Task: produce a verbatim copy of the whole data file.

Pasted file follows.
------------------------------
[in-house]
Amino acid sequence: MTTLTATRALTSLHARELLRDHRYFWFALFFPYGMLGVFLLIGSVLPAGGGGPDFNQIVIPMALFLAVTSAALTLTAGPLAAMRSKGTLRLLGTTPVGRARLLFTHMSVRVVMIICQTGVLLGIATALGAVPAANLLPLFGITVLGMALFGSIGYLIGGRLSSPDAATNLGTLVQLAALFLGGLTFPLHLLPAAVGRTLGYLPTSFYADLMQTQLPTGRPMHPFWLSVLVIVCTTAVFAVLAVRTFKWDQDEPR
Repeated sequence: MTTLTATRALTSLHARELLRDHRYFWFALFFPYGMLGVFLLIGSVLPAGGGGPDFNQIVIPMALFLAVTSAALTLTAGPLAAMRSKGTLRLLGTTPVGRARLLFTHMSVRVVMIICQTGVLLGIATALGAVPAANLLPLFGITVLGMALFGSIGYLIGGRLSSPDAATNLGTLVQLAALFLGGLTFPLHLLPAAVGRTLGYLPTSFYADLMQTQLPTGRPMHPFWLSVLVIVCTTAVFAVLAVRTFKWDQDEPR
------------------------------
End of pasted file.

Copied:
[in-house]
Amino acid sequence: MTTLTATRALTSLHARELLRDHRYFWFALFFPYGMLGVFLLIGSVLPAGGGGPDFNQIVIPMALFLAVTSAALTLTAGPLAAMRSKGTLRLLGTTPVGRARLLFTHMSVRVVMIICQTGVLLGIATALGAVPAANLLPLFGITVLGMALFGSIGYLIGGRLSSPDAATNLGTLVQLAALFLGGLTFPLHLLPAAVGRTLGYLPTSFYADLMQTQLPTGRPMHPFWLSVLVIVCTTAVFAVLAVRTFKWDQDEPR
Repeated sequence: MTTLTATRALTSLHARELLRDHRYFWFALFFPYGMLGVFLLIGSVLPAGGGGPDFNQIVIPMALFLAVTSAALTLTAGPLAAMRSKGTLRLLGTTPVGRARLLFTHMSVRVVMIICQTGVLLGIATALGAVPAANLLPLFGITVLGMALFGSIGYLIGGRLSSPDAATNLGTLVQLAALFLGGLTFPLHLLPAAVGRTLGYLPTSFYADLMQTQLPTGRPMHPFWLSVLVIVCTTAVFAVLAVRTFKWDQDEPR